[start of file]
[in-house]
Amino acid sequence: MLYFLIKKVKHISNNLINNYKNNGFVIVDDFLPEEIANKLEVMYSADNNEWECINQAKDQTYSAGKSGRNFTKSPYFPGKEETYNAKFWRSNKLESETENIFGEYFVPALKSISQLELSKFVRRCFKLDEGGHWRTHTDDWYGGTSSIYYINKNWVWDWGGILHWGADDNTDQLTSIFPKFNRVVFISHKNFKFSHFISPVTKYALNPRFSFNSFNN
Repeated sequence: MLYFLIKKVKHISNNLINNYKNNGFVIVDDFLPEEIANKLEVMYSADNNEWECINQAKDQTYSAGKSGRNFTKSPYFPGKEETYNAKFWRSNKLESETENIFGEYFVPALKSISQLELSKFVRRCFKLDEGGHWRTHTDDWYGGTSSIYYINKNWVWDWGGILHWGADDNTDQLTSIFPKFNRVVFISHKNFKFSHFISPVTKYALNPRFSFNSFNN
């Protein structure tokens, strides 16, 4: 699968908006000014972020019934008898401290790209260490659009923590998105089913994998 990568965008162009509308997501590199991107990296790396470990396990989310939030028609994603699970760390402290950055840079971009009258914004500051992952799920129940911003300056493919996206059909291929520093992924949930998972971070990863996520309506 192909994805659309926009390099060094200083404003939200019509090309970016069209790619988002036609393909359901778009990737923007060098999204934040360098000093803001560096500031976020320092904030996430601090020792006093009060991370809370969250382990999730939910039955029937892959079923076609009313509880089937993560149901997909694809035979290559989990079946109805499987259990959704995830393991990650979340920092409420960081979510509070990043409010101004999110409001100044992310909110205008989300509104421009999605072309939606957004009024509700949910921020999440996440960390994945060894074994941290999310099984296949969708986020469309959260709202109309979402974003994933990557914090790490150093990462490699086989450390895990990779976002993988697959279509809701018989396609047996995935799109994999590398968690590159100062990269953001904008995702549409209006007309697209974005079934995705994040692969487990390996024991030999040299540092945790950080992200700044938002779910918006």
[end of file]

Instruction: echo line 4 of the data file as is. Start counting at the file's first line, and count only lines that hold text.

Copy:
């Protein structure tokens, strides 16, 4: 699968908006000014972020019934008898401290790209260490659009923590998105089913994998 990568965008162009509308997501590199991107990296790396470990396990989310939030028609994603699970760390402290950055840079971009009258914004500051992952799920129940911003300056493919996206059909291929520093992924949930998972971070990863996520309506 192909994805659309926009390099060094200083404003939200019509090309970016069209790619988002036609393909359901778009990737923007060098999204934040360098000093803001560096500031976020320092904030996430601090020792006093009060991370809370969250382990999730939910039955029937892959079923076609009313509880089937993560149901997909694809035979290559989990079946109805499987259990959704995830393991990650979340920092409420960081979510509070990043409010101004999110409001100044992310909110205008989300509104421009999605072309939606957004009024509700949910921020999440996440960390994945060894074994941290999310099984296949969708986020469309959260709202109309979402974003994933990557914090790490150093990462490699086989450390895990990779976002993988697959279509809701018989396609047996995935799109994999590398968690590159100062990269953001904008995702549409209006007309697209974005079934995705994040692969487990390996024991030999040299540092945790950080992200700044938002779910918006």